Six-year-old English learning platform Enguru has an enviable advantage over many other edtechs. In 2018, less than a year after securing a modest $2.5 million equity investment from the Michael and Susan Dell Foundation, it found a home on the JioPhone, Reliance Jio’s sub-$16 feature phone. It was a match made in heaven—JioPhone’s target demographic is low-income, first-time internet users, the exact audience for whom learning English is aspirational. 

With the JioPhone outselling outselling The New Indian Express Jio feature phones sold more than smartphones in 2018 Read more  smartphones in 2018, Enguru rapidly grew to a solid base of 35 million users. Monetising these users, though, was difficult. This meant that a majority of Enguru’s content, pre-recorded videos and online exercises, had to remain free, says Arshan Vakil, founder and CEO of Enguru.

Until India went into a nationwide lockdown. 

The Covid-19 tidal wave crashed over most other businesses but, for the edtech industry, it was a massive shot in the arm. Now, Enguru’s paid offerings have found an unprecedented uptake in users.

It took Enguru less than two months to register a 200% spike in attendance for its recently-launched Rs 5-a-day live classes. The company had to, in a matter of weeks, repackage content, launch new subscription plans, and push forward the launch of its “kid-friendly” learning content. The company’s only sources of revenue before this, says Vakil, were its business-to-business clients like hotels and retail stores, which bought English-learning packages to train employees.

“Attitudes towards online learning, especially for younger students, might have only shifted in two to three years. But now, without any other option, most parents are going to give it a shot,” says Vikas Verma, director at Mumbai-based venture capital firm Avaana. Verma predicts that the customer acquisition cost for edtechs will drop drastically, from a pre-Covid high of Rs 25,000 ($329).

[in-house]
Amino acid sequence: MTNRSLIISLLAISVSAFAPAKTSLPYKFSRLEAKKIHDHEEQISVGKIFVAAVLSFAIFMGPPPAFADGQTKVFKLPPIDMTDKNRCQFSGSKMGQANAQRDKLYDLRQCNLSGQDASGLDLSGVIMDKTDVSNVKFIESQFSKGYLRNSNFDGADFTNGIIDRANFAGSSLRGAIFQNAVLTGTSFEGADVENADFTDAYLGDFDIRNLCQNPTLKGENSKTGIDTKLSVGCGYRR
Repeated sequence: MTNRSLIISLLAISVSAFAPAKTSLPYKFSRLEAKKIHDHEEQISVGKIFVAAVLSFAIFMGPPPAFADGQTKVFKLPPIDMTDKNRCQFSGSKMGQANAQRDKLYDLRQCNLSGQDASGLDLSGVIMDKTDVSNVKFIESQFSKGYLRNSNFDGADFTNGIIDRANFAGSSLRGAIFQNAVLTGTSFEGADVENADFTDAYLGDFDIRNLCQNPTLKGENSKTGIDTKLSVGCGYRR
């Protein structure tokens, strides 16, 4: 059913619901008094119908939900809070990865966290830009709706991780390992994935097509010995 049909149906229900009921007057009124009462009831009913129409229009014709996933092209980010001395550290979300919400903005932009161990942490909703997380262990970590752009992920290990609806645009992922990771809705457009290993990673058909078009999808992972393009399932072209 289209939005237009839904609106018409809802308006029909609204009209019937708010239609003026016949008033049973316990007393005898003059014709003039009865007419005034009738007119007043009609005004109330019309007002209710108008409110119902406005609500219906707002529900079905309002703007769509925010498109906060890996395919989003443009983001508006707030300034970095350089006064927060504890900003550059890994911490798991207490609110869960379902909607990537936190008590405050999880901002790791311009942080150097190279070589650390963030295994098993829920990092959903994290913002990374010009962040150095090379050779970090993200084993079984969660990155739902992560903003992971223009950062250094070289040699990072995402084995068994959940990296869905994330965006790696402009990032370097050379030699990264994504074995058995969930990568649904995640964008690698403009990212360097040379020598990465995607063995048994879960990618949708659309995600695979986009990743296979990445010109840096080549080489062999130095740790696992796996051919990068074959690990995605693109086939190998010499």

“There is an immense pull factor right now,” says Verma. And edtech companies are doing their best to take advantage. 

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Bigger companies like Byju’s, Vedantu, and Unacademy responded to the crisis by offering their content and live classes for free. While this will grab eyeballs and potentially drive sign-ups, says Verma, the business models—of self-learning tools and one-to-many broadcast classes—are unlikely to fill the school-sized hole school-sized hole The Ken Locked down for Covid-19; Zoom, WhatsApp help online school India Read more  in the lives of younger students.

AUTHOR

Olina Banerji

Based in Delhi, Olina writes about mega-trends in urban mobility, education, skilling and the environment, with a focus on how institutions and innovations can help cities grow sustainably. She is a graduate of the London School of Economics, and has worked previously with India Today and global non-profit Ashoka.

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